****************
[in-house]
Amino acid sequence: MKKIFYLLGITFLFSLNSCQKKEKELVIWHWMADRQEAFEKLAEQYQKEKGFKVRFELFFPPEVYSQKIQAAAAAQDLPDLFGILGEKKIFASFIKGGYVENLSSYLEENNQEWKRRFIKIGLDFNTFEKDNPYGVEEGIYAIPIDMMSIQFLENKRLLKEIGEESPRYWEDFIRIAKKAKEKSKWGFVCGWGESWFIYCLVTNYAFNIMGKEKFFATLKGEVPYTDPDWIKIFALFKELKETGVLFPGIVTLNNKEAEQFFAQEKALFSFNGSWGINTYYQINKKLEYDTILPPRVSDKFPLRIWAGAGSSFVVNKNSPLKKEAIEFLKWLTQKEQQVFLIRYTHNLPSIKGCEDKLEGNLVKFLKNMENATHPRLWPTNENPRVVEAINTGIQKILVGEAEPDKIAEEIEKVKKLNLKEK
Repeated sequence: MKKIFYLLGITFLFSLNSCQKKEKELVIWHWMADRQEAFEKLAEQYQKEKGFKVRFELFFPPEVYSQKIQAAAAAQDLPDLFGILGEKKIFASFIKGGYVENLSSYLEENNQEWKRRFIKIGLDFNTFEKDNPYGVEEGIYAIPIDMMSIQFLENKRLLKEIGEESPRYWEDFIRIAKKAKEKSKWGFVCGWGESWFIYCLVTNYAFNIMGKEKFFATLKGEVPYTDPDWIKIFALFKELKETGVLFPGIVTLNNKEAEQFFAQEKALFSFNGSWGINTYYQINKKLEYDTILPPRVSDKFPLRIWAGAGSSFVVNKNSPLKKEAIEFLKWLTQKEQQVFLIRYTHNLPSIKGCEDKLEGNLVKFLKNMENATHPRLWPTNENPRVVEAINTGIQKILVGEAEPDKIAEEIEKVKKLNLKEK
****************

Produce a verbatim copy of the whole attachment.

[in-house]
Amino acid sequence: MKKIFYLLGITFLFSLNSCQKKEKELVIWHWMADRQEAFEKLAEQYQKEKGFKVRFELFFPPEVYSQKIQAAAAAQDLPDLFGILGEKKIFASFIKGGYVENLSSYLEENNQEWKRRFIKIGLDFNTFEKDNPYGVEEGIYAIPIDMMSIQFLENKRLLKEIGEESPRYWEDFIRIAKKAKEKSKWGFVCGWGESWFIYCLVTNYAFNIMGKEKFFATLKGEVPYTDPDWIKIFALFKELKETGVLFPGIVTLNNKEAEQFFAQEKALFSFNGSWGINTYYQINKKLEYDTILPPRVSDKFPLRIWAGAGSSFVVNKNSPLKKEAIEFLKWLTQKEQQVFLIRYTHNLPSIKGCEDKLEGNLVKFLKNMENATHPRLWPTNENPRVVEAINTGIQKILVGEAEPDKIAEEIEKVKKLNLKEK
Repeated sequence: MKKIFYLLGITFLFSLNSCQKKEKELVIWHWMADRQEAFEKLAEQYQKEKGFKVRFELFFPPEVYSQKIQAAAAAQDLPDLFGILGEKKIFASFIKGGYVENLSSYLEENNQEWKRRFIKIGLDFNTFEKDNPYGVEEGIYAIPIDMMSIQFLENKRLLKEIGEESPRYWEDFIRIAKKAKEKSKWGFVCGWGESWFIYCLVTNYAFNIMGKEKFFATLKGEVPYTDPDWIKIFALFKELKETGVLFPGIVTLNNKEAEQFFAQEKALFSFNGSWGINTYYQINKKLEYDTILPPRVSDKFPLRIWAGAGSSFVVNKNSPLKKEAIEFLKWLTQKEQQVFLIRYTHNLPSIKGCEDKLEGNLVKFLKNMENATHPRLWPTNENPRVVEAINTGIQKILVGEAEPDKIAEEIEKVKKLNLKEK